The most powerful socially or politically motivated piece of design I have ever seen... Many years ago, I worked as an administrative assistant for a company that manufactured military missile heads. One day, I was at the copy machine and noticed a poster hanging in the cubicle of one of the engineers. The poster was a picture of a garbage truck, up on end with rocket fire emitting from the bottom. The slogan at the top was "What Will We Do With Our Space Garbage?" The descriptive paragraph spoke of the increasing amount of miscellaneous items (missile, rocket pieces, satellites) floating out in space that are no longer functional and what can be done. I found the design of the poster so graphically stimulating it offered much more impact to the message it was relaying. It has stayed with me since the beginning of my career as a graphic designer and something I share frequently with both designers and clients.

Catherine Ishino
Duluth, MN

Nelson Mandela was being released from prison in SouthAfrica after 27 years of captivity. I was the video designer working with Charlayne Hunter-Gault who was hosting the live event for PBS. We no budget to access to high end imaging capabilities, so I worked prudently. Using the only available photo of Mandela, I created prison bars over his face, then placed his collaged image frame left. Reiterating the colors of the ANC Freedom movement: black, gold and yellow, I stacked ŽCompacta' type, frame right, to reveal my title, žFree at Last!Ó. Watching Mandela walk out of prison, my title graphic went toair ( for all of 5 seconds). At that moment, I saw design could help to make a positive change in the world. I was assured, after years of contributing my skills to the anti-apartheid movement, design had helped right a wrong.

Ethel Kessler
Bethesda, MD

Fortunate, does not begin to describe the experience of being the Art Director of the country's first semi-postal stamp. The public nature of the project was daunting...Congress passed the bill, the President signed it into law, first day ceremony at the White House, appearance on the Today show, radio broadcasts on NPR. Normal design jobs don't usually get so much publicity. They certainly don't give the media attention to the designer. But I also represented the Breast Cancer survivors. I was no longer the designer/art director, I was now The Voice of the stamp. People didn't really want to know the creative details as much as they wanted to be heard, and to tell their story to someone who could relate to their pain. And I shared my story, and they shared theirs, and they bought stamps, stamps and more stamps. From a thought that a doctor had, who shared his voice with his congressman, who shared it with the senator, who spoke it to Congress. And the American people responded. From 6 cents a stamp, so far we've sold over 300 million stamps and raised over 20.2 million dollars for breast cancer research. Fortunate--all the way around!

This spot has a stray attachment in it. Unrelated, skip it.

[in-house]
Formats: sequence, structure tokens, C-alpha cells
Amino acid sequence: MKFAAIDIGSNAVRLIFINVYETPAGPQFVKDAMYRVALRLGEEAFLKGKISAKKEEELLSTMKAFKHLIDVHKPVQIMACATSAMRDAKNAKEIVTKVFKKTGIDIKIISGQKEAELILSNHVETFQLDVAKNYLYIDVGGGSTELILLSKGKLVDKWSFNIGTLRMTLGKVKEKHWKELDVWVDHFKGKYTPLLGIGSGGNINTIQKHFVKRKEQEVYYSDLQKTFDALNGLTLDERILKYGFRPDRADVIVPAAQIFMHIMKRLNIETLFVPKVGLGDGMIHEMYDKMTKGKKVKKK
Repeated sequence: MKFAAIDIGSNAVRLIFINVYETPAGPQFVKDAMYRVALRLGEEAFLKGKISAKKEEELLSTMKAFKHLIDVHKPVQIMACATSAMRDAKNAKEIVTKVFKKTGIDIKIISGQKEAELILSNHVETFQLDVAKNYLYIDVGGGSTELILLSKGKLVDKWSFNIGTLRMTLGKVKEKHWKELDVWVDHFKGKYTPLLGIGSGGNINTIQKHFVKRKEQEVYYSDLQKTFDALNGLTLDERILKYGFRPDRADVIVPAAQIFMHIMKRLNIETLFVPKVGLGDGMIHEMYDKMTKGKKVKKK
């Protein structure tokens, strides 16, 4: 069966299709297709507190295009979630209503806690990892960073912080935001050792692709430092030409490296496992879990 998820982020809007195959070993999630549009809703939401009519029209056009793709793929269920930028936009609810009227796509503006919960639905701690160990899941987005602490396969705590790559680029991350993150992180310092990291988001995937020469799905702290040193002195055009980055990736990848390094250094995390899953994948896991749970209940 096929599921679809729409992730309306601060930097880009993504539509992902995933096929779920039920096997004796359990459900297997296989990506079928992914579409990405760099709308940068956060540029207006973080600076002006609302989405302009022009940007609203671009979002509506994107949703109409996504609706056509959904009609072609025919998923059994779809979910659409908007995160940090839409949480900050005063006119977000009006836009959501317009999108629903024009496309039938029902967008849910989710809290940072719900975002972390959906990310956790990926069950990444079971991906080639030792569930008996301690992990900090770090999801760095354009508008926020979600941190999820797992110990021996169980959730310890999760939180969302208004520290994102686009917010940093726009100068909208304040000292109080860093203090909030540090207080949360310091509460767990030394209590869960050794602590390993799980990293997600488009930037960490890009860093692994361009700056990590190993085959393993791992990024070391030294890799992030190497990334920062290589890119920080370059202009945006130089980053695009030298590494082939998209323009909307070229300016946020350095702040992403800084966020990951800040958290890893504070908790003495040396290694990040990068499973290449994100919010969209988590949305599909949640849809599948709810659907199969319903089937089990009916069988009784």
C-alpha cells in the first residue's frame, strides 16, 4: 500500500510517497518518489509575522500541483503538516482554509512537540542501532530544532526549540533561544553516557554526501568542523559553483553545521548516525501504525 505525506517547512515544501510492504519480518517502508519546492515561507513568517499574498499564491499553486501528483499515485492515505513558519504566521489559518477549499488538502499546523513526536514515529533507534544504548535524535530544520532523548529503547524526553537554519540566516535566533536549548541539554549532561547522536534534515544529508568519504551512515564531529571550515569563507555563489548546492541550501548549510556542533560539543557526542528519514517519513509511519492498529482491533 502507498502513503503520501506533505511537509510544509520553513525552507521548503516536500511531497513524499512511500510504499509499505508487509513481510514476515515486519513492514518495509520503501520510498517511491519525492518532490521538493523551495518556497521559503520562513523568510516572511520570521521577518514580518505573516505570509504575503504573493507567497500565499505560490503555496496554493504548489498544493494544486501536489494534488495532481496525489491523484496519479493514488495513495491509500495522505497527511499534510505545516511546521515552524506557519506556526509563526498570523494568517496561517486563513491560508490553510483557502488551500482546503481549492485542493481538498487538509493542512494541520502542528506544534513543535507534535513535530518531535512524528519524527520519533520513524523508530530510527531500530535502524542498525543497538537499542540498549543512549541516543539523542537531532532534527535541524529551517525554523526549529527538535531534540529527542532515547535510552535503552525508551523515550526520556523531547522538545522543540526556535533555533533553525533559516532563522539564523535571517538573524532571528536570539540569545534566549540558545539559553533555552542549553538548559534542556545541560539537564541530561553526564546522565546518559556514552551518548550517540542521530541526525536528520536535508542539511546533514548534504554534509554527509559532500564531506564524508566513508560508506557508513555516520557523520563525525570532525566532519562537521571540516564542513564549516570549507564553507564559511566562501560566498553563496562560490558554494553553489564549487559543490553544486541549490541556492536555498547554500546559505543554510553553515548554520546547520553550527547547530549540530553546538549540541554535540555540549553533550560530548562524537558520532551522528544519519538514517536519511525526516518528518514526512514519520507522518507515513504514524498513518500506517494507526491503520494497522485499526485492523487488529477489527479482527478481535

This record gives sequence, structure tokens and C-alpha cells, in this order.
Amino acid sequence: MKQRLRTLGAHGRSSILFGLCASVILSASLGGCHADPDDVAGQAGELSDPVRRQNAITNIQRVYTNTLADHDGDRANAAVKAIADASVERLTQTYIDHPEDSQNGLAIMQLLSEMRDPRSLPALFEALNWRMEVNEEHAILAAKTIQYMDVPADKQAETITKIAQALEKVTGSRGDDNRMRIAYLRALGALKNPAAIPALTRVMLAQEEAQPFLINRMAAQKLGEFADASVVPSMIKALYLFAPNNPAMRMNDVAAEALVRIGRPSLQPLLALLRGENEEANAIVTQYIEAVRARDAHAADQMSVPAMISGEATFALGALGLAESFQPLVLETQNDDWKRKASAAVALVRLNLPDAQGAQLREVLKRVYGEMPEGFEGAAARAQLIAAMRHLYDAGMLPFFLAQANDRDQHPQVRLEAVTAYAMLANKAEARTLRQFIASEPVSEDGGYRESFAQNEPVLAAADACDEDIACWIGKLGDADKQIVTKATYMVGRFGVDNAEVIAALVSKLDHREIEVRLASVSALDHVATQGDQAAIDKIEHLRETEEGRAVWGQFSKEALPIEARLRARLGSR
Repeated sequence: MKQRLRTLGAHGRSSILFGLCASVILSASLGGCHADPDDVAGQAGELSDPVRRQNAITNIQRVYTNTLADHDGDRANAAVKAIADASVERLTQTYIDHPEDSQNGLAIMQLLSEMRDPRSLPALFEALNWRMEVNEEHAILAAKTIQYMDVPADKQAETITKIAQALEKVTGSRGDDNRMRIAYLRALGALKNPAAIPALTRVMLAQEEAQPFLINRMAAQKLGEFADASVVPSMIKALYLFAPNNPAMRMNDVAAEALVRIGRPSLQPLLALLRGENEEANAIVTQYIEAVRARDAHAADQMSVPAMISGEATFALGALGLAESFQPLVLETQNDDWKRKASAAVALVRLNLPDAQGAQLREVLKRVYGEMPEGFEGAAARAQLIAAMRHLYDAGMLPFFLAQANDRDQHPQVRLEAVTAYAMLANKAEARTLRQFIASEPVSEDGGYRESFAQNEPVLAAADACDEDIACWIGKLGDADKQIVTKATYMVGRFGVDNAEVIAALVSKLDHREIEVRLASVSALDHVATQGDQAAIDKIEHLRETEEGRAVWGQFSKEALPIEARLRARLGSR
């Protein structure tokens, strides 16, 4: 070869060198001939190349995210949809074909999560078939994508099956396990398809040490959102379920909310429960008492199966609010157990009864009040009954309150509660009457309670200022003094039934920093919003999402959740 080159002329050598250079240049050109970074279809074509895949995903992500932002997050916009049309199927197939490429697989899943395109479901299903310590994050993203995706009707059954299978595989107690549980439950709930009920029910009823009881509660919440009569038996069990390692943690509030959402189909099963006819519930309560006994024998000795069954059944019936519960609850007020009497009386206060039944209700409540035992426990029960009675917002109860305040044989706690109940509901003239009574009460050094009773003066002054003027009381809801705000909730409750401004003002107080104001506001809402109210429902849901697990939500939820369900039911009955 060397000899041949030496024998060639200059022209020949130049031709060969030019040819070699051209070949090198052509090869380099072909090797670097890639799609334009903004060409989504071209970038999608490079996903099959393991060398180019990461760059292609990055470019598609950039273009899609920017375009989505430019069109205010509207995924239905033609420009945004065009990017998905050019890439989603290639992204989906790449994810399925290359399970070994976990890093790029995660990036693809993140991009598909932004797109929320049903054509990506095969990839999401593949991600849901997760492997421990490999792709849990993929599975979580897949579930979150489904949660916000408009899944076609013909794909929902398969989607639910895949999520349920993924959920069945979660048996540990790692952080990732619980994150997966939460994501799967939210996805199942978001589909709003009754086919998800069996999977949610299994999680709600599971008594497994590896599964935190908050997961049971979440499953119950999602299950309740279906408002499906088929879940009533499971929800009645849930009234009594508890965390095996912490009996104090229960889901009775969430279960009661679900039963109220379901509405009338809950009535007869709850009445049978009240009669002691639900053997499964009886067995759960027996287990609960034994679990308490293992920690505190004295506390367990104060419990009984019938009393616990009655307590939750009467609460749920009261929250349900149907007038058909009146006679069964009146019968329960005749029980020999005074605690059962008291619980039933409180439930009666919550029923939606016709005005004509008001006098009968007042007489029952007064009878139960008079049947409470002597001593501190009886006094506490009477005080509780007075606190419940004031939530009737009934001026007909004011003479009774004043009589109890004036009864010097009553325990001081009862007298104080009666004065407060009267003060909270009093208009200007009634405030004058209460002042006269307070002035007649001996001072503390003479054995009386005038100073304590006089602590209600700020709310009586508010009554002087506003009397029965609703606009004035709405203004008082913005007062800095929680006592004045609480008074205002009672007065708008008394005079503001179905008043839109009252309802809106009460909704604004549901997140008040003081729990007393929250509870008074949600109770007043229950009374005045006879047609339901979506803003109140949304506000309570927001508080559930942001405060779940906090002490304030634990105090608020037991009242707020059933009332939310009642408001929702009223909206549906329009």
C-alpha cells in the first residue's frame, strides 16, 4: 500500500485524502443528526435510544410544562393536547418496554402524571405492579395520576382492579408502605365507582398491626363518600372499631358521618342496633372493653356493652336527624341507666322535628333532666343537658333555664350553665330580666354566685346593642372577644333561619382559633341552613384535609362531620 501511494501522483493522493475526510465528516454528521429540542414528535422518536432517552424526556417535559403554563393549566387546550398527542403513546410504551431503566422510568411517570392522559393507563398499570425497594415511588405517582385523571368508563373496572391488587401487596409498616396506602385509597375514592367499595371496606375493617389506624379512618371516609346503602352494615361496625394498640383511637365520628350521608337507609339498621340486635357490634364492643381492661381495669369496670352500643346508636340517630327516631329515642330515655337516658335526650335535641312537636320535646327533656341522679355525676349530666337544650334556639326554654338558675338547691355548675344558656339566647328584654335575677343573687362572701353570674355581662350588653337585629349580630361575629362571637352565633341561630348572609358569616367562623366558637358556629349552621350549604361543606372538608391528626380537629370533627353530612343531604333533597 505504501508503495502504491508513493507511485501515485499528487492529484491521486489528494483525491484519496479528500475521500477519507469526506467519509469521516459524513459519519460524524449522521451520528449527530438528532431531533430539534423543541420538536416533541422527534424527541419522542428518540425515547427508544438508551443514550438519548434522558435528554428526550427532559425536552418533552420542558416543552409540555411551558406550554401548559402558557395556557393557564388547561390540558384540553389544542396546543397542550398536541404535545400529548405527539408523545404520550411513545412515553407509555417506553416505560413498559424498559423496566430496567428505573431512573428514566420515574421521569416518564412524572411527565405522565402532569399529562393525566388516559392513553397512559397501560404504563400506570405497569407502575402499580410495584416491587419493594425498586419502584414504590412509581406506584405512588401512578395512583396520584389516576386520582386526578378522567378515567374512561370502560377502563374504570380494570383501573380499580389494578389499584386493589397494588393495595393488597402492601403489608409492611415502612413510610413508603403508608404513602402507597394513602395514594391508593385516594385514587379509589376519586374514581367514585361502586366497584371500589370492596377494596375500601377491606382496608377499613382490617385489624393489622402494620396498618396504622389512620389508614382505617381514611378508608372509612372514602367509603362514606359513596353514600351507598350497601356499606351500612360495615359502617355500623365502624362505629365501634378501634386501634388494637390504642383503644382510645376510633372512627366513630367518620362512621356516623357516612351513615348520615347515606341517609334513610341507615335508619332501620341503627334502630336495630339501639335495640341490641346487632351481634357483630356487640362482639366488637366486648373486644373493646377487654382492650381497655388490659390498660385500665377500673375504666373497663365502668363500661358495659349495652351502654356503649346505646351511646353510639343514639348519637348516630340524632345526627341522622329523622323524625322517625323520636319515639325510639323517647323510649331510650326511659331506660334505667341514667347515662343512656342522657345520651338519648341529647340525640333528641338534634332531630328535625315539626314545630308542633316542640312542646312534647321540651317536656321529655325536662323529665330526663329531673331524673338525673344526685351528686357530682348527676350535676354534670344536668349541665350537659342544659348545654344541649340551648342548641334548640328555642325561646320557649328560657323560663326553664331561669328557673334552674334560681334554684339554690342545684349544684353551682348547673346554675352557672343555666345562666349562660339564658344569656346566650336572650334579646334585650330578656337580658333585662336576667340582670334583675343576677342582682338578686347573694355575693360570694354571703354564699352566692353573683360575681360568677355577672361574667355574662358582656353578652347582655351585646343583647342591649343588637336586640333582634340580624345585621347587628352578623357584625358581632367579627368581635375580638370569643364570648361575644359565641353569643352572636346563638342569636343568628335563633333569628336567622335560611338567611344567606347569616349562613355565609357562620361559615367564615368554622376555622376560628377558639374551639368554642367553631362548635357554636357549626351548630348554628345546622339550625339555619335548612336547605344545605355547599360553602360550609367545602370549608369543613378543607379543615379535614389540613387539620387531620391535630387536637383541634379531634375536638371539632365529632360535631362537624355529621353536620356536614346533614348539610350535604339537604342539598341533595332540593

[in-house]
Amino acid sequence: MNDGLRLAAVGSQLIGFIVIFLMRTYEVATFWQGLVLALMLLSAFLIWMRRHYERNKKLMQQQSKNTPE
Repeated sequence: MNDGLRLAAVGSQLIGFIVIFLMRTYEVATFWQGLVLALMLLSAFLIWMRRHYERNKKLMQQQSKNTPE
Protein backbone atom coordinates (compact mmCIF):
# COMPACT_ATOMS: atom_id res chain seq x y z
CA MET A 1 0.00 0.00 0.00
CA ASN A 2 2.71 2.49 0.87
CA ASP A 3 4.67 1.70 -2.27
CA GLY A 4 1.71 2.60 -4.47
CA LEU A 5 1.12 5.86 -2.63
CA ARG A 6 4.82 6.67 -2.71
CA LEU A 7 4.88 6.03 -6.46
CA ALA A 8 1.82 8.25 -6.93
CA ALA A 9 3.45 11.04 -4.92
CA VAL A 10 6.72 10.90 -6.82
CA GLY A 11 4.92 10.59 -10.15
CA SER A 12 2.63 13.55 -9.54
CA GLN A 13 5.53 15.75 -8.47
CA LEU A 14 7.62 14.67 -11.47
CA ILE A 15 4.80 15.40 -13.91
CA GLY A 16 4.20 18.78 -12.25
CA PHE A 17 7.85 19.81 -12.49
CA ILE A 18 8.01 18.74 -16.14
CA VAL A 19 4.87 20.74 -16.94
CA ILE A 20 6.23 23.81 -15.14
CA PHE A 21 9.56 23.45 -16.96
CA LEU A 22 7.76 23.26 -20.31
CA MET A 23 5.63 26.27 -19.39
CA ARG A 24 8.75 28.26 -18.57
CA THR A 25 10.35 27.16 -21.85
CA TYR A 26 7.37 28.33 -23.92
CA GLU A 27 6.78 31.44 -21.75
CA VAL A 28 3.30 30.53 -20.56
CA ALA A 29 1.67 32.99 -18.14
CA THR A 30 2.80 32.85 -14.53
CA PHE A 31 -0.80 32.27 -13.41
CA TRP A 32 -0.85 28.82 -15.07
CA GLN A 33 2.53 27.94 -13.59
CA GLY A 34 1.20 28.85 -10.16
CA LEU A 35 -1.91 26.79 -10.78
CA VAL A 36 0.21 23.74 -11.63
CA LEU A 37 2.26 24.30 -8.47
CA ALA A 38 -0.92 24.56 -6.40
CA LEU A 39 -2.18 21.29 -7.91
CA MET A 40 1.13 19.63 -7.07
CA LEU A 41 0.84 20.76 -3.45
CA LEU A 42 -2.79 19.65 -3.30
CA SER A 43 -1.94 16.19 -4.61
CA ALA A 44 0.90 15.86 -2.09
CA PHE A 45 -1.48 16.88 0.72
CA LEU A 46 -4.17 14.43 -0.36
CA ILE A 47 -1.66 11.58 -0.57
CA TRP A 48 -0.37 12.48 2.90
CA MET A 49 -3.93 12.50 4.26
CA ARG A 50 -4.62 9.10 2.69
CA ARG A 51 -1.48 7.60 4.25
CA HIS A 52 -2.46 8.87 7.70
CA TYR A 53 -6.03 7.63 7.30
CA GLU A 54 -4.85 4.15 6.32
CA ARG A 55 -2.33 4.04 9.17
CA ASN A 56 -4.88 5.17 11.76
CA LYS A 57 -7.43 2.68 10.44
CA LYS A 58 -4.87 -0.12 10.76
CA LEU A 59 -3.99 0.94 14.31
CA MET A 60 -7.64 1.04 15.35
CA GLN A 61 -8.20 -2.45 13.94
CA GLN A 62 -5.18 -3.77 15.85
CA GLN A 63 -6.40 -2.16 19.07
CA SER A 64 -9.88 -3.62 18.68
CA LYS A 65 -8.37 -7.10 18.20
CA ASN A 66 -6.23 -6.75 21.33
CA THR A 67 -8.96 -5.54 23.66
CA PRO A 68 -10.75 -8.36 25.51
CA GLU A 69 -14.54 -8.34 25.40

Sheri Koetting
New York, NY

How information design can strengthen citizen participation? We live in a society that demands instant gratification. Human effort has grown increasingly rare, and patience has become obsolete. Studies show more than 20% of Americans read at or below a 5th grade level and have an attention span of approximately en seconds. Encouraging today's society to participate has become close to impossible. It has become the designer's responsibility to engage society. Understanding social trends and audience needs can help information designers to communicate with the average citizen. This understanding enables designers to breakdown complex information into small increments to accommodate the user. Though this may appear simple at first, the process of determining what and how much information to include is often very complex.. Careful attention must be paid to wording, typeface, color and imagery. Ultimately, the average participant should be able to effortlessly navigate through information. The advantage of increased social participation are innumerable. The benefits range from imp, such as increasing voter and census roving the life of one person, to a more widespread impact, such as increasing voter and census participation. Society depends on citizen participation, and information design holds the key.

Joseph Lemarre
Denver, CO

how i find voice it was only when puberty was completely over that i would finally realized what the hell i had gone through. it was amusing how the hormones forced me to forge comical one-liners, regurgitate PETA perspectives and audaciously deliver come-on attempts that wouldn't go. it's even more amusing now, being that those days continue to serve up healthy portions of humble pie. what enables me to find voice today is furnished by the wisdom inherent within hindsight's capacity. you have to look back in order to provide a current context to look forward. this is neither a new nor hackneyed discovery, instead it is as essential as it is personal. today i realize that money could be substituted for hormones just as easily and therefore could deliver similar repercussive states like communicating by clever one-liners, passing on other peoples' agendas (that aren't familiar), and selling concepts by way of shameless seduction. i've come to the conclusion that voice, when considered as audible expression, personal philosophy or as client, needs to be built on a stable understanding of its own past in order to entitle the participants involved to mature comprehensively without blemishes.